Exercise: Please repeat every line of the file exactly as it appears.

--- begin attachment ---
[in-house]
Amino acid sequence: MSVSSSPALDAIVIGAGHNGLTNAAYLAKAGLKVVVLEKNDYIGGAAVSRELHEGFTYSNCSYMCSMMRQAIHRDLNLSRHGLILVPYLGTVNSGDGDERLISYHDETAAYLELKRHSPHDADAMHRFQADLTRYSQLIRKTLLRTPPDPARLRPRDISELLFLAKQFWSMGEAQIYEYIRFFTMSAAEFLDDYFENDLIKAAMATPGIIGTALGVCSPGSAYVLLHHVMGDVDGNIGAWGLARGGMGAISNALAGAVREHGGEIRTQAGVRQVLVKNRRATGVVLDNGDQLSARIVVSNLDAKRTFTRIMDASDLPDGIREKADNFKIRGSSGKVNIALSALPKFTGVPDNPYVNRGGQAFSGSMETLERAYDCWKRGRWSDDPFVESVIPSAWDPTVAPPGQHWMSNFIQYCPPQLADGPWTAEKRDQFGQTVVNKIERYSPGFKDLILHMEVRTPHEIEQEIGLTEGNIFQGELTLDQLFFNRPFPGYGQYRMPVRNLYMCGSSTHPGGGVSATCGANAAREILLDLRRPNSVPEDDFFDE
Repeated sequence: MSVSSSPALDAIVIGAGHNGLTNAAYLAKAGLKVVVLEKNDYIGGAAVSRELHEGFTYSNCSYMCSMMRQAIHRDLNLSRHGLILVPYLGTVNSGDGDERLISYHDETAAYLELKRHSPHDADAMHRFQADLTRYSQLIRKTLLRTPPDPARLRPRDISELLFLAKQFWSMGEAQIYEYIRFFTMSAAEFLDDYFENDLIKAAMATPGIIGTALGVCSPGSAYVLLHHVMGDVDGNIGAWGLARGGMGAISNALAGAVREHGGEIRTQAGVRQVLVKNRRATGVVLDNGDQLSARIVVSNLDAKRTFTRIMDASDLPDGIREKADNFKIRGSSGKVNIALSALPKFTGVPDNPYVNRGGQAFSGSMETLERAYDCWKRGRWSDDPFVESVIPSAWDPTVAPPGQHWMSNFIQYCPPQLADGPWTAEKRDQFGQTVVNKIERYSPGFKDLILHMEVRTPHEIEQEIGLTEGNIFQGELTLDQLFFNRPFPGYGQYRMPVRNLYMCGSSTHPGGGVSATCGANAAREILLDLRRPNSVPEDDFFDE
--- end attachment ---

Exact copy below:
[in-house]
Amino acid sequence: MSVSSSPALDAIVIGAGHNGLTNAAYLAKAGLKVVVLEKNDYIGGAAVSRELHEGFTYSNCSYMCSMMRQAIHRDLNLSRHGLILVPYLGTVNSGDGDERLISYHDETAAYLELKRHSPHDADAMHRFQADLTRYSQLIRKTLLRTPPDPARLRPRDISELLFLAKQFWSMGEAQIYEYIRFFTMSAAEFLDDYFENDLIKAAMATPGIIGTALGVCSPGSAYVLLHHVMGDVDGNIGAWGLARGGMGAISNALAGAVREHGGEIRTQAGVRQVLVKNRRATGVVLDNGDQLSARIVVSNLDAKRTFTRIMDASDLPDGIREKADNFKIRGSSGKVNIALSALPKFTGVPDNPYVNRGGQAFSGSMETLERAYDCWKRGRWSDDPFVESVIPSAWDPTVAPPGQHWMSNFIQYCPPQLADGPWTAEKRDQFGQTVVNKIERYSPGFKDLILHMEVRTPHEIEQEIGLTEGNIFQGELTLDQLFFNRPFPGYGQYRMPVRNLYMCGSSTHPGGGVSATCGANAAREILLDLRRPNSVPEDDFFDE
Repeated sequence: MSVSSSPALDAIVIGAGHNGLTNAAYLAKAGLKVVVLEKNDYIGGAAVSRELHEGFTYSNCSYMCSMMRQAIHRDLNLSRHGLILVPYLGTVNSGDGDERLISYHDETAAYLELKRHSPHDADAMHRFQADLTRYSQLIRKTLLRTPPDPARLRPRDISELLFLAKQFWSMGEAQIYEYIRFFTMSAAEFLDDYFENDLIKAAMATPGIIGTALGVCSPGSAYVLLHHVMGDVDGNIGAWGLARGGMGAISNALAGAVREHGGEIRTQAGVRQVLVKNRRATGVVLDNGDQLSARIVVSNLDAKRTFTRIMDASDLPDGIREKADNFKIRGSSGKVNIALSALPKFTGVPDNPYVNRGGQAFSGSMETLERAYDCWKRGRWSDDPFVESVIPSAWDPTVAPPGQHWMSNFIQYCPPQLADGPWTAEKRDQFGQTVVNKIERYSPGFKDLILHMEVRTPHEIEQEIGLTEGNIFQGELTLDQLFFNRPFPGYGQYRMPVRNLYMCGSSTHPGGGVSATCGANAAREILLDLRRPNSVPEDDFFDE